Belfast is a beautiful port city, usually associated with the birthplace of The Titanic. But this Northern Ireland capital has many surprises for the less conventional tourist as well, and we decided to list just a few:
#1. Saint George’s Market
St George’s Market is one of Belfast’s oldest attractions, hosted by a Victorian building that dates back from 1896. Its fresh, local products, live music and great atmosphere make it a top attraction for the wandering traveler.
The place holds a weekly Friday Variety Market, the City Food and Craft Market on Saturdays and Sundays. It is also home to a variety of events throughout the year.
#2. Cave Hill Country Park
Visitors to Cave Hill Country Park can enjoy panoramic views across Belfast from vantage points on the hillside. This special Belfast getaway comes with archaeological sites, gardens, walking trails, scenic views and the mighty Belfast Castle.
The famous Cave Hill outline (rising to 370m -1,207ft in height) is visible throughout the city of Belfast and its most recognizable basaltic formation, named ” Napoleon’s Nose”, is believed to have inspired Jonathan Swift’s novel, Gulliver’s Travels. There are a total of five caves in the park, all man-made (some say they were originally excavated for iron- mining).
So on your way to Belfast Zoo, consider a walking and exploration detour through this magical park. To make things easier, you can book a car hire in Belfast from DriveNow online.
#3. The Lanyon Building, Queen’s University Belfast
Queen’s University Belfast (informally Queen’s or QUB) is a public research university in Belfast, Northern Ireland. The university was opened in 1849 as “Queen’s College, Belfast”.
Its main building, the Lanyon Building, was designed by the English architect, Sir Charles Lanyon, who radically influenced Belfast’s architecture. Queen’s Film Theater (leading independent cinema) is a cultural trademark of the university, together with the Brian Friel Theater and the Naughton Gallery at Queen’s, a registered museum.
#4. Belfast Castle
Set on the slopes of Cavehill Country Park, the prominent position of Belfast Castle provides fantastic views of the city of Belfast and the sea. The original Belfast Castle was originally built in the 12th century by the Normans in a different location, now known as Belfast city center. The building that stands today dates from 1870 and was designed in the Scottish baronial style by Charles Lanyon at the request of the 3rd Marquess of Donegall.
The great square tower rises a full six stores. The entrance façade opens to the steep slope of the hillside and has a porch with decorative Doric columns. Belfast Castle has a Visitor Center, the Cellar Antique Shop, the Cellar Restaurant, the Caste Tavern. It is a very popular venue for conferences, private dining and wedding receptions. Open 7 days a week, free access for all travelers.
#5. The Peace Walls
The Belfast Peace Lines or Belfast Peace Walls are a series of “borders” built in the 1970 to divide Catholic and Protestant neighborhoods. The walls are made from iron, brick or steel and range in length from a few hundred yards to over 5 km. Of the total 17 walls spread throughout the city, West Belfast’s sections are the most visited.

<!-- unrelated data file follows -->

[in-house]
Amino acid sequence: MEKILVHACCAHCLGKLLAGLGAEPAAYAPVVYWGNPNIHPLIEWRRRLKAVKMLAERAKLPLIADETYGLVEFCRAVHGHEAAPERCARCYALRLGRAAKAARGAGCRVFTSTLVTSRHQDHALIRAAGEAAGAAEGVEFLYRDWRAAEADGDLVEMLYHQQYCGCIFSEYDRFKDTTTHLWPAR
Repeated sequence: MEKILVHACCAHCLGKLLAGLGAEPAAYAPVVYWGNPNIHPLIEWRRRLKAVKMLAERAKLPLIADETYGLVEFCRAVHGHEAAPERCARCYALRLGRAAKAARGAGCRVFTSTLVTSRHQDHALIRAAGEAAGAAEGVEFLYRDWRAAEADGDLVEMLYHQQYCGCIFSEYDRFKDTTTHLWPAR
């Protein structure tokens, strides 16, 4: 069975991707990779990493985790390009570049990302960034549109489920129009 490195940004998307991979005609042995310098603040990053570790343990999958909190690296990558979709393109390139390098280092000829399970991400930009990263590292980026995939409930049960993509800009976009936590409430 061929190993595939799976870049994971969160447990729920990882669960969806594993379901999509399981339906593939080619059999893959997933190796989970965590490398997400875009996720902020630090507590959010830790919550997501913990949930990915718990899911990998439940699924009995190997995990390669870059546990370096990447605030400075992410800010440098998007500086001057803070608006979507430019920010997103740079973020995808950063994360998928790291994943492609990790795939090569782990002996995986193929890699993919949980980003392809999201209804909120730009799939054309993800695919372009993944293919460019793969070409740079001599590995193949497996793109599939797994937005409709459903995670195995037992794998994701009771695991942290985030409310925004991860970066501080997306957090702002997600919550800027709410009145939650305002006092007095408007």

“The Berlin Wall had to come down for Berlin to be normalized. We have normalized Belfast without taking down the walls,” said Jonny Byrne, a lecturer in politics at the University of Ulster. In May 2013, the Northern Ireland Executive committed to the removal of all peace lines by mutual consent by 2023.
#6. Black Taxi Tours
If you’re an independent traveler searching for inside stories and history lessons, then you should consider hiring a black taxi ride. Also called a hackney or hackney carriage, the black cab is an icon of Belfast. Black taxis are taking travelers on tours throughout the city’s sectarian murals and the city’s historical center.
During the 1970s, Belfast was caught in a daily trouble caused by political and ethnic conflicts. During these times, the roads weren’t safe anymore for a bus trip. A unique solution was needed to provide daily transportation for people in the midst of major conflicts. The only reliable solution for routine travel along the city were these flexible black taxis, which soon became very popular.
#7. Crumlin Road Gaol
Affectionately known as “the Crum”, the The Crumlin Road Gaol is a former prison in Belfast, that closed its doors in 1996. Today, the infamous place is open for visiting and ready to reveal its 150 years of history to lucky short-term “guests” worldwide.
The building is of major architectural and historical significance. The Crumlin Road Courthouse, which is currently derelict, stands opposite the prison. There is a tunnel under the main road that connects the two buildings and that can be visited during the guided tour. Its primarily use was to transfer the prisoners to the courthouse.
A guided tour at Crumlin Road Gaol (open 7 days a week all year round) is priced £8.50 for adults and £6.50 for children.
#8. Ulster Folk and Transport Museum
The Ulster Folk and Transport Museum is situated in Cultra, Northern Ireland, about 11 kilometres (6.8 mi) east of the city of Belfast. It comprises two separate museums, the Folk Museum and the Transport Museum. The Folk Museum illustrates the way of life and traditions of the people in Northern Ireland, past and present. It houses old buildings and dwellings which have been collected from various parts of Ireland and rebuilt in the grounds of the museum, brick by brick. The transport Museum explores and exhibits methods of transport by land, sea and air, past and present.
#9. Belfast Sea Safari Tours
A boat trip is a great way to see the Belfast harbor, especially with the small family members. A sea safari tour costs around £18.00 (for 50 minutes) and you can find more information on the specialized website that offer such experiences.